Australia’s antitrust body calls for laws to break Google’s ad dominance


Google LLC updates

Australia’s antitrust regulator has called for laws to reduce Google’s market dominance in online advertising, in the latest salvo by the country against big tech following groundbreaking media reforms earlier this year.

A report from the Australian Competition and Consumer Commission released on Tuesday estimated that more than 90 per cent of the country’s A$2.8bn ($2bn) open display advertising involved at least one Google service in 2020.

The regulator said it was considering action against Google but added that existing competition laws were “not well suited” to dealing with the breadth of concerns and that “new regulatory solutions” were needed.

The report into digital advertising services is part of a five-year Australian government inquiry into the practices of online platforms that has created a tense stand-off with the largest groups and led to new rules for big tech.

Open display channels allow a range of publishers to sell ad space through intermediaries, such as Google, whereas closed channels, such as large social media outlets, sell space directly to advertisers or media agencies. The ACCC said total spending on both channels was A$6.5bn last year.

“Google has used its vertically integrated position to operate its ad tech services in a way that has, over time, led to a less competitive ad tech industry,” said ACCC chair Rod Sims. He said the behaviour, which included Google’s acquisitions of YouTube, DoubleClick and AdMob, had helped it to “entrench” its market dominance.

See also  Facebook still can’t control the far-right political propaganda monster it built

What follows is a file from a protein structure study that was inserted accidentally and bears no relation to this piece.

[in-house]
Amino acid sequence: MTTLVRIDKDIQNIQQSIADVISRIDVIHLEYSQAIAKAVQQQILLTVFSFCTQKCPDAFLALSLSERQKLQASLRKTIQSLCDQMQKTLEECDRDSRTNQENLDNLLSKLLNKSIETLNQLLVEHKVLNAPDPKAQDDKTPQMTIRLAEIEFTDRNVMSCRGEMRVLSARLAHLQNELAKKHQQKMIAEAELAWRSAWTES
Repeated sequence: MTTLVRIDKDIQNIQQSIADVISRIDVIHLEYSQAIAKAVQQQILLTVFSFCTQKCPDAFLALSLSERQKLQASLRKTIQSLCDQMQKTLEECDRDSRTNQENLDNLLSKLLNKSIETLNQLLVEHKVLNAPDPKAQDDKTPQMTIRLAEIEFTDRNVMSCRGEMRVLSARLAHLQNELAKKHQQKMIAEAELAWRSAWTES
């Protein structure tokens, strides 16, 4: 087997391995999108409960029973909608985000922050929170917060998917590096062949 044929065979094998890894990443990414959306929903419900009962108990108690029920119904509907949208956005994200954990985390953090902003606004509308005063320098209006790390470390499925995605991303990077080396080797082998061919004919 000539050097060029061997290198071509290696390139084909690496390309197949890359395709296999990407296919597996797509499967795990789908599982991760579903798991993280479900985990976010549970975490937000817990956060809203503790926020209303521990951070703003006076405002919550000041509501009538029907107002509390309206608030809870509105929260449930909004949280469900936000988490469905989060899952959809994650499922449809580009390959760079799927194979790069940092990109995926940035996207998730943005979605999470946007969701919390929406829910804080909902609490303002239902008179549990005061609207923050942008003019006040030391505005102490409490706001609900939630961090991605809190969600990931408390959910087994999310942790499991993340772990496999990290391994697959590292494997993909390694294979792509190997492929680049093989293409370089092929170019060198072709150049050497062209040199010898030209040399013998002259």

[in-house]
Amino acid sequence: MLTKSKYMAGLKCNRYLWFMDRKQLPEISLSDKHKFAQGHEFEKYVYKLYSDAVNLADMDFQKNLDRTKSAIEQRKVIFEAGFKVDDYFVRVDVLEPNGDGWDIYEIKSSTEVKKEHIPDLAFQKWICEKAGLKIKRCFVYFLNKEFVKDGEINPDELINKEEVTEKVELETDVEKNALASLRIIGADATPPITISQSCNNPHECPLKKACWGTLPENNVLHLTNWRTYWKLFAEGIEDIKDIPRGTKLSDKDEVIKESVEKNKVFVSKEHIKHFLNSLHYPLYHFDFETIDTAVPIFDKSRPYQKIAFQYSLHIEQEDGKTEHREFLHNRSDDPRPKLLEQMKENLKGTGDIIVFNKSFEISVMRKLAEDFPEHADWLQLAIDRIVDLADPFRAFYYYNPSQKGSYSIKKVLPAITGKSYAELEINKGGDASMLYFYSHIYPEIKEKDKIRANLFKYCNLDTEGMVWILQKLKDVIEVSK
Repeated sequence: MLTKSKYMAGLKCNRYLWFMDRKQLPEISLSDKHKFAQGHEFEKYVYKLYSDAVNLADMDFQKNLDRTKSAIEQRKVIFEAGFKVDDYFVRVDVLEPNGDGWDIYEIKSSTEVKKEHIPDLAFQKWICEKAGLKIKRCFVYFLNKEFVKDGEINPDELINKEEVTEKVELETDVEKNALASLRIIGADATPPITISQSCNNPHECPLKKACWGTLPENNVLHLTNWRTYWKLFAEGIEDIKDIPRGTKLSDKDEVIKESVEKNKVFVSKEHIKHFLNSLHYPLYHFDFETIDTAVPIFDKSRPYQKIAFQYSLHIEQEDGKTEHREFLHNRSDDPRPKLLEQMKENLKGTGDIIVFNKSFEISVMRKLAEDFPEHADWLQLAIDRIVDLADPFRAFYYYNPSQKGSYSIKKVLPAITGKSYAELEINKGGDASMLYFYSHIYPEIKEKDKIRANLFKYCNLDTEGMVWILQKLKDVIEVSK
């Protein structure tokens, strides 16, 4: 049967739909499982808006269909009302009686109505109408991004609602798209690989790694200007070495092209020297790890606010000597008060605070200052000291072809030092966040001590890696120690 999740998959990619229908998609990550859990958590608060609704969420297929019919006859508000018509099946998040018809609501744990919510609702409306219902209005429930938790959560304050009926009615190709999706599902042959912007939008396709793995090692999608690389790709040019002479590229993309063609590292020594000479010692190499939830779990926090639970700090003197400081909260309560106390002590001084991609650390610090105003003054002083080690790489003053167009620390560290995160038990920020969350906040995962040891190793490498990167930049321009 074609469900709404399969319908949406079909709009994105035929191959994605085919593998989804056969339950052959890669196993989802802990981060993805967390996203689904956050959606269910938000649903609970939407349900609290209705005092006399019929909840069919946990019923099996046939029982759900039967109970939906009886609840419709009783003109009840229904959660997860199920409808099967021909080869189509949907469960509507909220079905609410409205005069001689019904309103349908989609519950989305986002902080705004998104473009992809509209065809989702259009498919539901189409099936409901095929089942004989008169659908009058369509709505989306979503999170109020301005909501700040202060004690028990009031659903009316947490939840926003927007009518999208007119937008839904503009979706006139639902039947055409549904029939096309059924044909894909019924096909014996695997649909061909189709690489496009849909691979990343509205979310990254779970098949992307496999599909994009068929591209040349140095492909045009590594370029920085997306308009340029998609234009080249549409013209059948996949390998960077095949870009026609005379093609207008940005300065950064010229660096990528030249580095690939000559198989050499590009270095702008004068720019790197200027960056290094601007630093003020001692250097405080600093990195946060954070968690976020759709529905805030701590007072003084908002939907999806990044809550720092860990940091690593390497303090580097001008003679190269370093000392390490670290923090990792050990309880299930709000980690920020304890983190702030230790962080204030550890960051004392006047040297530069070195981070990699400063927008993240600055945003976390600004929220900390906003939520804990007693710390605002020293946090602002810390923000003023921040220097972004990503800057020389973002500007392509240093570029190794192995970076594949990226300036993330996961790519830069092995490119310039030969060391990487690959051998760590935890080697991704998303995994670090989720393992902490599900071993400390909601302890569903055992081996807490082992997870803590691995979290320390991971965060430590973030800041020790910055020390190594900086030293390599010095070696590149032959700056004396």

Rod Sims, ACCC chair
Rod Sims, ACCC chair. Google argues its ad tech services generate thousands of jobs and billions of dollars in revenue for the government © EPA

Ad tech services allow the sale of digital ads on open display channels.

The report found that Google’s control of multiple stages of the online advertising sector’s supply chain meant that, in a single transaction, the company could act on behalf of both buyers and sellers. “As the interests of these parties do not align, this creates conflicts of interest for Google which can harm both,” it added.

It said it was also unclear how Google used data it had gained via its customer-facing services such as its search engine, maps function and YouTube, which have more than 1bn combined users.

The ACCC made a series of recommendations, including requiring Google to publicise how it uses this user data.

It also called for regulators to be given the power to force the companies to ringfence data acquired through customer-facing services from ad tech operations or share it with competitors.

Earlier this year, findings from the same inquiry led to legislation that prompted Google to threaten to withdraw its search engine function from Australia and caused Facebook to cut deals to pay for content from the country’s media outlets.

Google said it would consider the recommendations in the report and their effects on its customers, adding that its ad tech division supported 15,000 jobs and contributed A$2.45bn in revenue to the Australian government each year.



READ SOURCE

LEAVE A REPLY

Please enter your comment!
Please enter your name here